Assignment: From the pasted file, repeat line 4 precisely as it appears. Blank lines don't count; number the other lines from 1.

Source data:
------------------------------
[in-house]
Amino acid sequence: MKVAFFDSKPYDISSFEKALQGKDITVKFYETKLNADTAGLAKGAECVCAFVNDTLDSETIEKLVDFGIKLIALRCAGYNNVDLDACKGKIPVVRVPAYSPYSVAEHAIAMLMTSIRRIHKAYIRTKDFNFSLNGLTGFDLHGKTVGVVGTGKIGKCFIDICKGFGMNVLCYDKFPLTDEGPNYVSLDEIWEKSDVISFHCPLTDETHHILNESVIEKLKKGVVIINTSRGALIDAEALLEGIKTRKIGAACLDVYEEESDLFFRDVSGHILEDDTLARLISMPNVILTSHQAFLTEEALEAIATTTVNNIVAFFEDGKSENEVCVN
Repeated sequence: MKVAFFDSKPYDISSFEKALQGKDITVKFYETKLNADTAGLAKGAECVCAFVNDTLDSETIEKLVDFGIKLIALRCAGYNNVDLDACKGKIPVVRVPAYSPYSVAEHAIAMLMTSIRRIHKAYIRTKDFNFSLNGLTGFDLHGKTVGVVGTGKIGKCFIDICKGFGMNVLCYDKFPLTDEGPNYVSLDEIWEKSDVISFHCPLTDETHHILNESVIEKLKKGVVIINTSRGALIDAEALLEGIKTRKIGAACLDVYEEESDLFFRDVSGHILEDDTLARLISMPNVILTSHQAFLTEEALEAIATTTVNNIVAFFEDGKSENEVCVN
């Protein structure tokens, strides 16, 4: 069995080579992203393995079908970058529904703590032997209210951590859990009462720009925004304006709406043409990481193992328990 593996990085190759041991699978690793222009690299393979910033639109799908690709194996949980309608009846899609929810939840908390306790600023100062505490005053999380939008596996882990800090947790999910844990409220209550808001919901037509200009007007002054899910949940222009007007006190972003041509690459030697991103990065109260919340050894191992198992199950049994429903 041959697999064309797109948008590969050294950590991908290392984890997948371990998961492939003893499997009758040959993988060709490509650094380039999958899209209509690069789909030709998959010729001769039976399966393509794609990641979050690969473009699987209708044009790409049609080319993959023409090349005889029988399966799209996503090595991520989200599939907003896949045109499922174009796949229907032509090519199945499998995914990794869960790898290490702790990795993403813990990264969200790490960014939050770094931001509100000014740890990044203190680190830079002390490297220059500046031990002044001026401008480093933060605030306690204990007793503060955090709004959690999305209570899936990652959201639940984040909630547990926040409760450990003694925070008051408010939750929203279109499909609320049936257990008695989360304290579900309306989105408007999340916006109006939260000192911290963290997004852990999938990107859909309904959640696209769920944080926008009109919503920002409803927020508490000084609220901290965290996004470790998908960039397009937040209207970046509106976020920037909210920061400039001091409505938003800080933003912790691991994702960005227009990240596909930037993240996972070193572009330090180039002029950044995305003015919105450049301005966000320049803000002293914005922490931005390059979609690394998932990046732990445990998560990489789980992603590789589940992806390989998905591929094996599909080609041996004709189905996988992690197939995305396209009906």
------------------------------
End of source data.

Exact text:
């Protein structure tokens, strides 16, 4: 069995080579992203393995079908970058529904703590032997209210951590859990009462720009925004304006709406043409990481193992328990 593996990085190759041991699978690793222009690299393979910033639109799908690709194996949980309608009846899609929810939840908390306790600023100062505490005053999380939008596996882990800090947790999910844990409220209550808001919901037509200009007007002054899910949940222009007007006190972003041509690459030697991103990065109260919340050894191992198992199950049994429903 041959697999064309797109948008590969050294950590991908290392984890997948371990998961492939003893499997009758040959993988060709490509650094380039999958899209209509690069789909030709998959010729001769039976399966393509794609990641979050690969473009699987209708044009790409049609080319993959023409090349005889029988399966799209996503090595991520989200599939907003896949045109499922174009796949229907032509090519199945499998995914990794869960790898290490702790990795993403813990990264969200790490960014939050770094931001509100000014740890990044203190680190830079002390490297220059500046031990002044001026401008480093933060605030306690204990007793503060955090709004959690999305209570899936990652959201639940984040909630547990926040409760450990003694925070008051408010939750929203279109499909609320049936257990008695989360304290579900309306989105408007999340916006109006939260000192911290963290997004852990999938990107859909309904959640696209769920944080926008009109919503920002409803927020508490000084609220901290965290996004470790998908960039397009937040209207970046509106976020920037909210920061400039001091409505938003800080933003912790691991994702960005227009990240596909930037993240996972070193572009330090180039002029950044995305003015919105450049301005966000320049803000002293914005922490931005390059979609690394998932990046732990445990998560990489789980992603590789589940992806390989998905591929094996599909080609041996004709189905996988992690197939995305396209009906």